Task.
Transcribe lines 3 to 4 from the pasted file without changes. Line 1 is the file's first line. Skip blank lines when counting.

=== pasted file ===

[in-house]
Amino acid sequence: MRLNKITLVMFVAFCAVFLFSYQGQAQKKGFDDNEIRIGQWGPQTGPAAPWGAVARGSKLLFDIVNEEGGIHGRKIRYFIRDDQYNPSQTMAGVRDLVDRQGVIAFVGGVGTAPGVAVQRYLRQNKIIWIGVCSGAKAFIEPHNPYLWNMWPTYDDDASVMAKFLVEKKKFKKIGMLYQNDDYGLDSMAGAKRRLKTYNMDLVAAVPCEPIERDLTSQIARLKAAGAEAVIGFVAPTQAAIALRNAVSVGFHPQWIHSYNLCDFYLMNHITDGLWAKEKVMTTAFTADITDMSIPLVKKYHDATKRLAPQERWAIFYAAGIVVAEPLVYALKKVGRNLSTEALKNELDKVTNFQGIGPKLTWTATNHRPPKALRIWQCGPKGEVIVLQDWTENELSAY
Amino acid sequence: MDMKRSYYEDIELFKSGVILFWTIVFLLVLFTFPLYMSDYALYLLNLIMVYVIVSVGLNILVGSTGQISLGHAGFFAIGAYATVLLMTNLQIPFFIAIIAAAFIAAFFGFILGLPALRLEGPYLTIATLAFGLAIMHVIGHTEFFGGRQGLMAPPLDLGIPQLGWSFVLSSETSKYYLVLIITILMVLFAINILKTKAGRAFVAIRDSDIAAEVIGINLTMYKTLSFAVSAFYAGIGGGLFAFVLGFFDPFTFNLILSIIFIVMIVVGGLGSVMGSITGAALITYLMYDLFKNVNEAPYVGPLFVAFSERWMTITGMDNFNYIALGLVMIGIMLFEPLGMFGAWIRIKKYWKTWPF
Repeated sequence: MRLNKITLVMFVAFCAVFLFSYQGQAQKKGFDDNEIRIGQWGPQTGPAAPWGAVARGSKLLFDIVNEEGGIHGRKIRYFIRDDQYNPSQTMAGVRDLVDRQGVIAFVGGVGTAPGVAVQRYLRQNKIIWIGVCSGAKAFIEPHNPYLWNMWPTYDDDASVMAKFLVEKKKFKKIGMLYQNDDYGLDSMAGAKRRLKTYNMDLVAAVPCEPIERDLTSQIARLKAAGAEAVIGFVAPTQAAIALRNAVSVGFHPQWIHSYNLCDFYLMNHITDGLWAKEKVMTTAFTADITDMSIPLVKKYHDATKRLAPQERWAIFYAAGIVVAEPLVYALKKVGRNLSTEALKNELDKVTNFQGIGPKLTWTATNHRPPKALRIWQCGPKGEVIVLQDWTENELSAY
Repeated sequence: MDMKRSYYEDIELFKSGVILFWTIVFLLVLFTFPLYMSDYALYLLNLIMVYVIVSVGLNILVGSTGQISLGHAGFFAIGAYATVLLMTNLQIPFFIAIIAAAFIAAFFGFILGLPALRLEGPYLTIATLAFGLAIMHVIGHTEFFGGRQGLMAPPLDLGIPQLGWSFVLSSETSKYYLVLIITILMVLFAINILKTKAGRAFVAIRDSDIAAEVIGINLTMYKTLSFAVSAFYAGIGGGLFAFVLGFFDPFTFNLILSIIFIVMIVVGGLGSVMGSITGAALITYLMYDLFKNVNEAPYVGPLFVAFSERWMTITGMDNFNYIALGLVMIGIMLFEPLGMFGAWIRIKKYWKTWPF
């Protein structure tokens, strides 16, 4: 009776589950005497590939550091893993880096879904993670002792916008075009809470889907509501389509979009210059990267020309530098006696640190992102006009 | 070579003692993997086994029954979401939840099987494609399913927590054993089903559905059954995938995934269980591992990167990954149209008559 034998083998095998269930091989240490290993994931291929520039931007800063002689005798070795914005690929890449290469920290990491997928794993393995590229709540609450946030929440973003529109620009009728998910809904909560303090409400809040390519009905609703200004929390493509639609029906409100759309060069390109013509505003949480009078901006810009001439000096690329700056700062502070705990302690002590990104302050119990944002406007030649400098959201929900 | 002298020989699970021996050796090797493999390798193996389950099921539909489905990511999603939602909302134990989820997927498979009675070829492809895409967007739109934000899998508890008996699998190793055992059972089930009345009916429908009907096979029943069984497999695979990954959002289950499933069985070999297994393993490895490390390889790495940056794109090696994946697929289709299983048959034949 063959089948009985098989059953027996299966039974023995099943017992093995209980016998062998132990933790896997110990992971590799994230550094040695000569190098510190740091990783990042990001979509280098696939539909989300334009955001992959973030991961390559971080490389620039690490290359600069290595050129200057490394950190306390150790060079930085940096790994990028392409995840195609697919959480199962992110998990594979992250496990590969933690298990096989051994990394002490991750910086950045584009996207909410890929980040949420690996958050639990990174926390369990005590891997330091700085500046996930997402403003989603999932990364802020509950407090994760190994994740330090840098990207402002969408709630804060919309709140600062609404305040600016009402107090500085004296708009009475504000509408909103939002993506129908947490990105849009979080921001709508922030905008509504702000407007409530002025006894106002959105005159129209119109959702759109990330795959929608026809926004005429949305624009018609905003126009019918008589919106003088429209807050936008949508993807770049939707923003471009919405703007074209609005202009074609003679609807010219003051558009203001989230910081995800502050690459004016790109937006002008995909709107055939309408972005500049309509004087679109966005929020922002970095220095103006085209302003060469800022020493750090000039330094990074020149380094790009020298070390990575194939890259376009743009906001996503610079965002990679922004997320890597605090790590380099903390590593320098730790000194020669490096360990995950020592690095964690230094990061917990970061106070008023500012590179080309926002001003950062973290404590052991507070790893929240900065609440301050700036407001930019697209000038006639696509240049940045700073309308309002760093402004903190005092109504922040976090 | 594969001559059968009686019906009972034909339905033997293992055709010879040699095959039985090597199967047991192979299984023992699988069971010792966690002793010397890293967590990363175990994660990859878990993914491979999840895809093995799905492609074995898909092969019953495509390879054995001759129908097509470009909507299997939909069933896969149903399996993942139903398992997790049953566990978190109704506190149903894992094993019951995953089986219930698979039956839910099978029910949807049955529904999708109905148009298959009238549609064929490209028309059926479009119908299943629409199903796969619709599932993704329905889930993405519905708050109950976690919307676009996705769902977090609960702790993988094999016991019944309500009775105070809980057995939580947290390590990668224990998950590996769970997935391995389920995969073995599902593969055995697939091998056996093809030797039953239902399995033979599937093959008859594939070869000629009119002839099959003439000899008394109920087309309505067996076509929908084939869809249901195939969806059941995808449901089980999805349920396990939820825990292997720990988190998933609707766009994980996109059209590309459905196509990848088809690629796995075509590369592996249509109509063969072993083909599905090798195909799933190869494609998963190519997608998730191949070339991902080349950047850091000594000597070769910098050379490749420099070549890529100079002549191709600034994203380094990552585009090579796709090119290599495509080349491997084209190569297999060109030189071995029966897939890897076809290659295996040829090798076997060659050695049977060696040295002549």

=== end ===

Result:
Amino acid sequence: MDMKRSYYEDIELFKSGVILFWTIVFLLVLFTFPLYMSDYALYLLNLIMVYVIVSVGLNILVGSTGQISLGHAGFFAIGAYATVLLMTNLQIPFFIAIIAAAFIAAFFGFILGLPALRLEGPYLTIATLAFGLAIMHVIGHTEFFGGRQGLMAPPLDLGIPQLGWSFVLSSETSKYYLVLIITILMVLFAINILKTKAGRAFVAIRDSDIAAEVIGINLTMYKTLSFAVSAFYAGIGGGLFAFVLGFFDPFTFNLILSIIFIVMIVVGGLGSVMGSITGAALITYLMYDLFKNVNEAPYVGPLFVAFSERWMTITGMDNFNYIALGLVMIGIMLFEPLGMFGAWIRIKKYWKTWPF
Repeated sequence: MRLNKITLVMFVAFCAVFLFSYQGQAQKKGFDDNEIRIGQWGPQTGPAAPWGAVARGSKLLFDIVNEEGGIHGRKIRYFIRDDQYNPSQTMAGVRDLVDRQGVIAFVGGVGTAPGVAVQRYLRQNKIIWIGVCSGAKAFIEPHNPYLWNMWPTYDDDASVMAKFLVEKKKFKKIGMLYQNDDYGLDSMAGAKRRLKTYNMDLVAAVPCEPIERDLTSQIARLKAAGAEAVIGFVAPTQAAIALRNAVSVGFHPQWIHSYNLCDFYLMNHITDGLWAKEKVMTTAFTADITDMSIPLVKKYHDATKRLAPQERWAIFYAAGIVVAEPLVYALKKVGRNLSTEALKNELDKVTNFQGIGPKLTWTATNHRPPKALRIWQCGPKGEVIVLQDWTENELSAY